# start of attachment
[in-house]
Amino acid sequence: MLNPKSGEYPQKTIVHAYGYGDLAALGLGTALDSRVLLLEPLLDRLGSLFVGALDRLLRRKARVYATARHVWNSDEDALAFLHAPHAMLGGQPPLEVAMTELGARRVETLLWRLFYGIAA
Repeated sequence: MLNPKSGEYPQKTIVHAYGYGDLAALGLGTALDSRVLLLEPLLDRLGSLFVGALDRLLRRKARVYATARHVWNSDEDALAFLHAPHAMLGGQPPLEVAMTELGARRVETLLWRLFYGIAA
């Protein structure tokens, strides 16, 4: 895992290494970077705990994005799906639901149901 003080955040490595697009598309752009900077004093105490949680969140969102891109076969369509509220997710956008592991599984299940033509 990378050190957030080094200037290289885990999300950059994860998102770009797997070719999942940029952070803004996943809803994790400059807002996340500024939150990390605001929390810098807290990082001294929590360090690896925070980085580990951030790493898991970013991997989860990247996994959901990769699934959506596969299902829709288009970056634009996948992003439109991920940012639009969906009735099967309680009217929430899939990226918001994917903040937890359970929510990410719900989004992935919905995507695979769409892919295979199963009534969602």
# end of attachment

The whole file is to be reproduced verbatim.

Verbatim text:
[in-house]
Amino acid sequence: MLNPKSGEYPQKTIVHAYGYGDLAALGLGTALDSRVLLLEPLLDRLGSLFVGALDRLLRRKARVYATARHVWNSDEDALAFLHAPHAMLGGQPPLEVAMTELGARRVETLLWRLFYGIAA
Repeated sequence: MLNPKSGEYPQKTIVHAYGYGDLAALGLGTALDSRVLLLEPLLDRLGSLFVGALDRLLRRKARVYATARHVWNSDEDALAFLHAPHAMLGGQPPLEVAMTELGARRVETLLWRLFYGIAA
């Protein structure tokens, strides 16, 4: 895992290494970077705990994005799906639901149901 003080955040490595697009598309752009900077004093105490949680969140969102891109076969369509509220997710956008592991599984299940033509 990378050190957030080094200037290289885990999300950059994860998102770009797997070719999942940029952070803004996943809803994790400059807002996340500024939150990390605001929390810098807290990082001294929590360090690896925070980085580990951030790493898991970013991997989860990247996994959901990769699934959506596969299902829709288009970056634009996948992003439109991920940012639009969906009735099967309680009217929430899939990226918001994917903040937890359970929510990410719900989004992935919905995507695979769409892919295979199963009534969602």